How much information do you really need to run an adventure?
I love using published adventures but one of the things that frustrates me about them is the amount of prep that I need to do when I'm getting ready to run a game.
Most of the time, it's about the same amount of prep as if I were writing my own adventure from scratch. When I'm prepping a pre written adventure, I have to read through the entire adventure at least once and take notes. I usually use three by five note cards or print out the adventure and write notes out on it or highlight certain parts that I want to make sure I touch on and make stuff a lot more readable and easy to find. Well, I'm at the table.
Of course, reading the adventure, there's probably a certain amount of information that is gleaned and therefore, saved in my subconscious so that when I get to the table, I probably remember a whole lot more. But when I'm writing my own adventures, to save time and prep, I just write down the notes and highlights, you know, short tags or descriptions, really just the information that's needed. For each encounter. I don't write out the monsters hit dice, I write down their hit points. And more recently, I've adopted the convention of just noting the attack damage. I just use the average I don't write that a monster does. One D six points of damage with a sword, I use the average hit points of damage and say one attack does three hit points of damage. And basically that's what it does every time it hits. Why aren't published adventures written more like this? You could Front Load the adventure with all of the needed background information and introduction information, the player start information. But when it comes to the actual adventure, why don't we just have the necessary information. If you need more, you can always go to a monster manual or even put a beast Yari in the back of the adventure that could be used for reference, but for the most part, there's a limited amount of information that you need for running the game at the table.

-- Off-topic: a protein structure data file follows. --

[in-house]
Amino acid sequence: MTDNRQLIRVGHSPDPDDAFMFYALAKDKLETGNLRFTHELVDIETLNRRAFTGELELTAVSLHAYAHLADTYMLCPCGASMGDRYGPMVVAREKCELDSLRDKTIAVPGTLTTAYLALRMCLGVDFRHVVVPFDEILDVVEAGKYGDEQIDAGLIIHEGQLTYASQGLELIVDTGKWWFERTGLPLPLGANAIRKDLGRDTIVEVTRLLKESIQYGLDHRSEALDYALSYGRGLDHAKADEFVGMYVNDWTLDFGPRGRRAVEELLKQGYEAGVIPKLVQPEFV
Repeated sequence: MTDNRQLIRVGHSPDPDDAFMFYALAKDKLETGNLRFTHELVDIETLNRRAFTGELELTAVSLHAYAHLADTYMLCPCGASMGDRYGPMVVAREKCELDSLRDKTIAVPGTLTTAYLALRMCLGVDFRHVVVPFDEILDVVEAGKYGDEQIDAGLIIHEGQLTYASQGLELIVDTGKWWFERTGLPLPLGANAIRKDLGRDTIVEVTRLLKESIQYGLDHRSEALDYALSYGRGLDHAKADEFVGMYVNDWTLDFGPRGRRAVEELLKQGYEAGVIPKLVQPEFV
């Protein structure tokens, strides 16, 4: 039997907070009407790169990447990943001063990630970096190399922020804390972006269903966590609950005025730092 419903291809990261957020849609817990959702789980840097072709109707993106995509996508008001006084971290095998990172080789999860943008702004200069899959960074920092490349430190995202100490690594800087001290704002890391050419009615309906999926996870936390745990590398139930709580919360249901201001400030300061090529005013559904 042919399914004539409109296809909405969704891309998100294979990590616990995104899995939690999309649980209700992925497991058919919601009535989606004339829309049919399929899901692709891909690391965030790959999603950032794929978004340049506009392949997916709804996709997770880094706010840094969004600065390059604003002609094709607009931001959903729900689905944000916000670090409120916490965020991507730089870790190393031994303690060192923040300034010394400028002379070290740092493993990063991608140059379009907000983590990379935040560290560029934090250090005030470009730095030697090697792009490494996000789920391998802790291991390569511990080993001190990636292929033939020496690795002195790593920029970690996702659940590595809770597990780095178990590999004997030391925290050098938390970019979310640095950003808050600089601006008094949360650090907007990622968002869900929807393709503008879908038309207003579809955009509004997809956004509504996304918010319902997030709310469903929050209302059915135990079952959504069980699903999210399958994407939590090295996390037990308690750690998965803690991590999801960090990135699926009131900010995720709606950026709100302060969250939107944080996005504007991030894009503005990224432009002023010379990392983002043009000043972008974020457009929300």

A number of years ago, I picked up the servants of the sender Queen, a dungeon World Adventure by Jason Lutes. It was written to be more like a traditional d&d adventure, as opposed to the more usual dungeon world adventures where they're more of a free form, type of adventure that you make up as you go. I will say there are a lot of transferable skills from dungeon world that totally make games run better. And it's definitely on my list of the must read GM books. Even if you never play dungeon world, it's worth a read.
|Available on DriveThruRPG|
|Tomb of Xenophon Micro-Dungeon Adventure in 3 Flavors|
Transcribed by https://otter.ai
Click here to find my Micro-Dungeon Adventure, The Tomb of Xenophon on DriveThruRPG.